Through her toddler and pre-school years, we realized that Heather was fearless in the comfort of her own home environs, but quite shy and nervous in public.  She would climb huge trees and hang upside-down, pick up all sorts of creatures, hunt for worms, swallow quarters and stuff coffee beans up her nose and embrace life fully,  but when brought to pre-school, she shrank in fear.  Heather’s separation anxiety was fierce and palpable.  People at church would comment that she was my “shadow”, always hiding behind me when spoken to.  We struggled with dropping her off at her pre-school, always parting with tears and her being hugged by the teacher.  I always felt as if I was abandoning her to some horrible thing although I knew in my heart that once the break was done, she would be fine.  And she was.  It was like this for some of kindergarten and first grade but by second grade, it became even more pronounced.  We had moved to a new home and school district and she had a new baby sister to deal with.  It was an overwhelming situation for any child, let alone a rather shy one.  It was also 2001 when this happened.  We moved into our new rental home one month shy of the September 11th attacks on the Trade Center.  My husband was working in lower Manhattan at that time of our lives.  I put Heather and Josh on the school bus, strapped little five month old Grace in the car seat and drove husband Pat to the train station.  As I left the station I heard on the radio that a plane had “mistakenly” hit the Trade Center.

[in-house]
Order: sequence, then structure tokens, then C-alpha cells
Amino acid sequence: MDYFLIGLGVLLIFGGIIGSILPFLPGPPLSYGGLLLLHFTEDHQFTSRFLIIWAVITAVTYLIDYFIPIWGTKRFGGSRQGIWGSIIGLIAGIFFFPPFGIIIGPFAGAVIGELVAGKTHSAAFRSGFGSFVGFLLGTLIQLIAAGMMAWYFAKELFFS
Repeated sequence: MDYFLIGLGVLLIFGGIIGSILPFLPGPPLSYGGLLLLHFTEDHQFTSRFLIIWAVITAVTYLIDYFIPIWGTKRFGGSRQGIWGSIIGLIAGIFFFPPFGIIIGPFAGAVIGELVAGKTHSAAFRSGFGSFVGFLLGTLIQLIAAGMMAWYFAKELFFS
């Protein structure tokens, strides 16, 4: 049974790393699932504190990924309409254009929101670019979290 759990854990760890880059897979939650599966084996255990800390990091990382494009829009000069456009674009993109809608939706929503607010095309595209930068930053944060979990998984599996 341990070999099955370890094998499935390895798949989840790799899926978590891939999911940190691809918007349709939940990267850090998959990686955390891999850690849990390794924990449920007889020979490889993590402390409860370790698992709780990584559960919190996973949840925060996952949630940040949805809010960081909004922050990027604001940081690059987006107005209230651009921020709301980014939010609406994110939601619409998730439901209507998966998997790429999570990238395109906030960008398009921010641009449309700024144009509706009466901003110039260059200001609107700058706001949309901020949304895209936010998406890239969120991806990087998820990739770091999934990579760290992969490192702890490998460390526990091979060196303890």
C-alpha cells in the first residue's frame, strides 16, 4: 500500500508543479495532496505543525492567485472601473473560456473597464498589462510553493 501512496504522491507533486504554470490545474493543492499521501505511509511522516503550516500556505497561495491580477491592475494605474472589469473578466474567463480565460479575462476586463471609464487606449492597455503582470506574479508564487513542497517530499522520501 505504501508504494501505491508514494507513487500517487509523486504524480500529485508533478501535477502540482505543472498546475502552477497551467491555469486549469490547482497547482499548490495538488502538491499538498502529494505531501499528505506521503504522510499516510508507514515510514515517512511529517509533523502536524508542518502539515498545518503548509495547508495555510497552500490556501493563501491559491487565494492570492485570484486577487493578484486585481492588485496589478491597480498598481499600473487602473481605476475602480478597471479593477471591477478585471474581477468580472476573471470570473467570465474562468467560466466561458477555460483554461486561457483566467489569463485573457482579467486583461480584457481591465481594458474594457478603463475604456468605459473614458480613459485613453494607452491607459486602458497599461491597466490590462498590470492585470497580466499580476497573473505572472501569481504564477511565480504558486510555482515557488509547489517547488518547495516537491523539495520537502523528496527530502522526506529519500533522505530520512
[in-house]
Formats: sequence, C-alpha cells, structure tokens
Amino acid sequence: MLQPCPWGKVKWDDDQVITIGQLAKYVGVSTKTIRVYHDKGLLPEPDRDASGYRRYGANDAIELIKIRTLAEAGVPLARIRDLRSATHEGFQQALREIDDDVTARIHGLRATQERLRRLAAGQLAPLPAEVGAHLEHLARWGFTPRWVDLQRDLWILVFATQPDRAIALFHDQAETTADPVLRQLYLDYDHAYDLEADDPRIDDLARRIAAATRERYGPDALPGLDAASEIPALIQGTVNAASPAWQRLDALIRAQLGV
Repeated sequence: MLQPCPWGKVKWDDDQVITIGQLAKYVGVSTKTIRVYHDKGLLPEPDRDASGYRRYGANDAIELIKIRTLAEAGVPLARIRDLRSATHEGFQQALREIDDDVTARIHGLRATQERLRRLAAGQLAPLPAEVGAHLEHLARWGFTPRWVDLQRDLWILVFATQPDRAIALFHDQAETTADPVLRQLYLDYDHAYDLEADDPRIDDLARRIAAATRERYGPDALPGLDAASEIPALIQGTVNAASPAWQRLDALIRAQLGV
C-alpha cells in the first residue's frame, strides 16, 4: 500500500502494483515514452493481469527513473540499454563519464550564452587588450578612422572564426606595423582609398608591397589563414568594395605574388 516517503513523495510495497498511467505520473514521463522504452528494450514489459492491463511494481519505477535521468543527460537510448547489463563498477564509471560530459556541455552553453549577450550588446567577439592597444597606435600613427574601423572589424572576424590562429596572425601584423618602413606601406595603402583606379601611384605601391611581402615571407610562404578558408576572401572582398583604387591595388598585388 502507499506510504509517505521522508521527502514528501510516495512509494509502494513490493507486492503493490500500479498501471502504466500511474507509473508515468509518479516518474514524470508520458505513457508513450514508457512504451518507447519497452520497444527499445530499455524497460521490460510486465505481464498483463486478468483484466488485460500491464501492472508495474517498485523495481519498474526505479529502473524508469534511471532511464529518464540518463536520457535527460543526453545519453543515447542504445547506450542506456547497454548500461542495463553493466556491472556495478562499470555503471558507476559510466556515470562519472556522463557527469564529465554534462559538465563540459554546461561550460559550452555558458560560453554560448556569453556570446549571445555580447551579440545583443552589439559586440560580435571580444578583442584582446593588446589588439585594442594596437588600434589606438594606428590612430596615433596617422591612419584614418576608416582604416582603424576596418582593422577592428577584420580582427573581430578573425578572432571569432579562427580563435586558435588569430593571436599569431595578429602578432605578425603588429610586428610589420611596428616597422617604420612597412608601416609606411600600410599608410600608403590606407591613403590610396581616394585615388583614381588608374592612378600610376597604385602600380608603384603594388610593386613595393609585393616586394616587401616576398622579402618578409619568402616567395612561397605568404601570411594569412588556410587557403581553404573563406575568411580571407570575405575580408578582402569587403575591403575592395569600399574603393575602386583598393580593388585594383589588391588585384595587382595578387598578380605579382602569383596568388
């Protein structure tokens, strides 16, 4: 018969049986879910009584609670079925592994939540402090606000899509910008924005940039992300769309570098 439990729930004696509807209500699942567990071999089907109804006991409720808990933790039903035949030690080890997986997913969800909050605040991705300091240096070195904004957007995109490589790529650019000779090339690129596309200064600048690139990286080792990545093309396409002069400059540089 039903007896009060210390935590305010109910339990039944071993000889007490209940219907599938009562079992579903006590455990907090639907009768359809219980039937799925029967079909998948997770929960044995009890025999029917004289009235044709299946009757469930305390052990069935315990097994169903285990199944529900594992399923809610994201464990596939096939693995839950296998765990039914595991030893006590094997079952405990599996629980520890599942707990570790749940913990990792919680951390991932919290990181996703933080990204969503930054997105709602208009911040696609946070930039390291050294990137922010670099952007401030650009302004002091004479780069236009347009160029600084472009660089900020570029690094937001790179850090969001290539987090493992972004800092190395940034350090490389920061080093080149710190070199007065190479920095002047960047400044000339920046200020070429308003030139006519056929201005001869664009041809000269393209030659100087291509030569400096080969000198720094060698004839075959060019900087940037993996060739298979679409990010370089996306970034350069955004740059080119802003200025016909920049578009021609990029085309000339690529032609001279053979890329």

I pulled into a gas station to listen to the report and soon realized in horror the situation as it was unfolding.  I frantically tried to reach my husband on the cell, but also found out later how impossible that was.  Not knowing what else to do, I drove quickly home and turned on the TV.  As the event was unfolding, Grace was rolling around on the floor in a surrealistic scene of safety and tranquility.  I spent the morning trying to reach my husband and the kids spent the morning at school fearing it was the end of the world.  In some ways to them, I imagine it was.
I did get my husband back home, unlike many others and my kids did make it home from school.  We huddled together, the five of us, forever scarred by that event, as most people were in one way or another, but I feel it forever changed the direction of Heather’s schooling from then on.  She never again felt safe or secure in a school building and thus began her homeschooling journey.